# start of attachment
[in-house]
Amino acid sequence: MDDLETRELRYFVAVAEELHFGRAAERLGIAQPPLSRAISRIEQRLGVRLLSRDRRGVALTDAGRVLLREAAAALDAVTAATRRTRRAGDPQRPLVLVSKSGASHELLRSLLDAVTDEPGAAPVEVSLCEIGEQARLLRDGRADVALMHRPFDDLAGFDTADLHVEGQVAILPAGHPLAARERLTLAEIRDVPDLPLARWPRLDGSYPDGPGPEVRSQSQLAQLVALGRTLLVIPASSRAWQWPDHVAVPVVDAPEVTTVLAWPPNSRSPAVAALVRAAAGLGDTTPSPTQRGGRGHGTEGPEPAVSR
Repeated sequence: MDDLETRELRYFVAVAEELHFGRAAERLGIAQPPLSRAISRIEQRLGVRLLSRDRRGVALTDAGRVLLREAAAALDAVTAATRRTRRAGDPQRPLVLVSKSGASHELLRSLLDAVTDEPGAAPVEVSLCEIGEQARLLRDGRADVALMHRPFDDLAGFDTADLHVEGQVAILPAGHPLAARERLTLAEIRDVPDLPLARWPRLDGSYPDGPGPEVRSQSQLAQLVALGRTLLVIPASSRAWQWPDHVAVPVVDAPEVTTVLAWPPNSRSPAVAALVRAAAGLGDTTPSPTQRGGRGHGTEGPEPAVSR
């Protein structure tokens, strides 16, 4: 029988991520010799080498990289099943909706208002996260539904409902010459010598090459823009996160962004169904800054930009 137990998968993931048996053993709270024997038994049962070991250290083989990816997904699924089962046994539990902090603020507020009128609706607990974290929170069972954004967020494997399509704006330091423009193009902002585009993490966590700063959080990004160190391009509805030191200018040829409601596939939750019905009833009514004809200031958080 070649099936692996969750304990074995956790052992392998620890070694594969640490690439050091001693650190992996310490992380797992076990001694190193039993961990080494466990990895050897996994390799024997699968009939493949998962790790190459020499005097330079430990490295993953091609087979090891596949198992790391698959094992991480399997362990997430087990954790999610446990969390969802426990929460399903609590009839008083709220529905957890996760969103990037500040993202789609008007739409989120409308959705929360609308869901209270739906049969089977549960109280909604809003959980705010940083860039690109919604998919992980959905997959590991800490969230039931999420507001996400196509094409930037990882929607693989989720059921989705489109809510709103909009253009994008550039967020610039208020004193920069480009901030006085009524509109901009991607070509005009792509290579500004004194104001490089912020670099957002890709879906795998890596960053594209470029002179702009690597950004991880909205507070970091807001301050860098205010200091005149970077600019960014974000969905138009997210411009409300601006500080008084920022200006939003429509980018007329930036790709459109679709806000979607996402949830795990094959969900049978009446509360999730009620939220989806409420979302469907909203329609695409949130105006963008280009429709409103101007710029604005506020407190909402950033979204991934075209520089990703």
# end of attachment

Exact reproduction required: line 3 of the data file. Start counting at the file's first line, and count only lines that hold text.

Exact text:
Repeated sequence: MDDLETRELRYFVAVAEELHFGRAAERLGIAQPPLSRAISRIEQRLGVRLLSRDRRGVALTDAGRVLLREAAAALDAVTAATRRTRRAGDPQRPLVLVSKSGASHELLRSLLDAVTDEPGAAPVEVSLCEIGEQARLLRDGRADVALMHRPFDDLAGFDTADLHVEGQVAILPAGHPLAARERLTLAEIRDVPDLPLARWPRLDGSYPDGPGPEVRSQSQLAQLVALGRTLLVIPASSRAWQWPDHVAVPVVDAPEVTTVLAWPPNSRSPAVAALVRAAAGLGDTTPSPTQRGGRGHGTEGPEPAVSR